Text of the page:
LiPo Battery Pack Basics For Airgunners
With the new Barra 400e, we have the first battery-powered, “hard air” AEG. It’s a revolutionary product, as you can read from our HAM review! Doubtless more will follow. So this is a good time to learn some LiPo battery pack basics.
Some of you may already have knowledge of LiPo batteries from airsoft AEG or radio-controlled vehicle use. But for others, this will be a whole new field to investigate. Either way, it makes sense to learn – or remind yourself – about LiPo batteries and how to care for them.
LiPo battery pack basics divide roughly into two areas. They are safety and service life.
Let’s start with safety…
Always use the correct type of charger for your LiPo battery. The battery pack for the Barra 400e incorporates three cells wired in series. (That’s why the battery pack is designated “3S”).
So an appropriate “balanced charger” capable of charging a three-cell battery is required. This is the type of charger marketed by Barra Airguns. Cell balancing is a way of ensuring that the LiPo battery pack is monitored during the charging process and that it charges safely.
Note the three LEDs, one for each cell.
Never allow a LiPo battery pack to charge while unattended. You need to be present for the unlikely – but possible – event of a battery fire while charging.
Better still, buy and use a LiPo safety sack or similar device that can limit the effects of a possible conflagration. But still don’t leave it alone while charging!
2. Keep It Dry
Never allow a LiPo battery pack to become wet. It could potentially malfunction and this could be dangerous.
3. How To Identify A Damaged Battery
If a LiPo battery pack swells-up notably beyond its original size, that’s a clear sign it’s damaged. Do not use it! Get it out of the house immediately! Dispose of it asap through an authorized recycling center. You can find a list of local facilities at https://www.call2recycle.org/locator
Do not leave the LiPo battery inside the gun. Remove it immediately after use and store in a LiPo safety sack at cool room temperature.
Do not store LiPo battery packs at temperatures above about 130 degrees F. Remember that temperature can be reached or exceeded in a car or truck on a sunny day!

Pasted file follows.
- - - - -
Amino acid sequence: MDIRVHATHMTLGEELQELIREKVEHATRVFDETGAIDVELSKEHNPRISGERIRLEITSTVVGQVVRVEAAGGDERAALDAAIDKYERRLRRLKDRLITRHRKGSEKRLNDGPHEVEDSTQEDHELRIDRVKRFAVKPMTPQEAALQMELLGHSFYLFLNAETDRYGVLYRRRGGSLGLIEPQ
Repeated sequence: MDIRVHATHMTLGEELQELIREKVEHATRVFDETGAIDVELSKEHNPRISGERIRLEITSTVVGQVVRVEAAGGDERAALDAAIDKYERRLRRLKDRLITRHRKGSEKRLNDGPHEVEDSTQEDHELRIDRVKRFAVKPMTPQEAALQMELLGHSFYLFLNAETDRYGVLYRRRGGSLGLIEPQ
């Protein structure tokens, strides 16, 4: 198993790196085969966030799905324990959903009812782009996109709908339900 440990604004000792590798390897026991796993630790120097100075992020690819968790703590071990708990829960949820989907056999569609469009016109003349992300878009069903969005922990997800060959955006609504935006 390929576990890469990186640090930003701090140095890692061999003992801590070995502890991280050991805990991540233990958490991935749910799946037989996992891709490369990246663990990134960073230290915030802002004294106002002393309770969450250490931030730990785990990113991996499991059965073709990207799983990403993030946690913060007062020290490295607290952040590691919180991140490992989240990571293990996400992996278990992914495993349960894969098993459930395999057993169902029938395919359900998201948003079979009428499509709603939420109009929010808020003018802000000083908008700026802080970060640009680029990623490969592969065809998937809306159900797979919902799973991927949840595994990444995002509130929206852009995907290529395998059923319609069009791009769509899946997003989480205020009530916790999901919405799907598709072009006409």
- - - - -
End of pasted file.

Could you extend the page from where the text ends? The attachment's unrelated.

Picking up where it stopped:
5. Don’t Mess With It!
Do not try to modify, alter, disassemble or tamper in any way with a LiPo battery pack. Anything you do could be very dangerous!
1. Charge Before First Use
Charge the battery pack according to the manufacturer’s instructions before you use it for the first time.
2. Don’t Over Discharge
The most common cause of premature LiPo battery pack failure is over-discharging. Don’t let the voltage fall to less than 3.5 Volts per cell. Buy a low voltage alarm and connect it to the battery before and after use to monitor the remaining voltage in the pack.
Note that the total voltage in the battery pack – as in this case – may exceed the 11.1 Volts. This is because the 11.1 Volts marked on the battery itself is actually the nominal average usable voltage, not the peak voltage possible.
3. Keep It Cool
We mentioned above that allowing a LiPo battery pack to get hot is dangerous. But it can also permanently impair its performance. Temperatures above about 135 degrees F will kill LiPo batteries fast!
4. Don’t Over Charge
Over-charging, over time, will permanently damage LiPo battery packs. Again, using a balanced charger as marketed by Barra for the 400e can prevent this from occurring.
5. Use It!
Try to use the LiPo battery pack at least once every 5 to 6 weeks.
LiPo Battery Pack Basics Summary
Most of these LiPo battery pack basics are pretty straightforward and logical. However this is basic guidance only.
As with every other aspect of airguns, it’s every shooters’ responsibility to understand their gun and operate safely. Remember – RTFM…
In the vast majority of cases, LiPo battery packs function as intended. But it’s important that we understand how to prevent – or at worst identify – problems.
So don’t take any chances! If you have any questions or concerns about LiPo battery packs – or you just feel the need for more information – contact the manufacturer of the battery, charger or gun – or the reputable dealer you purchased it from.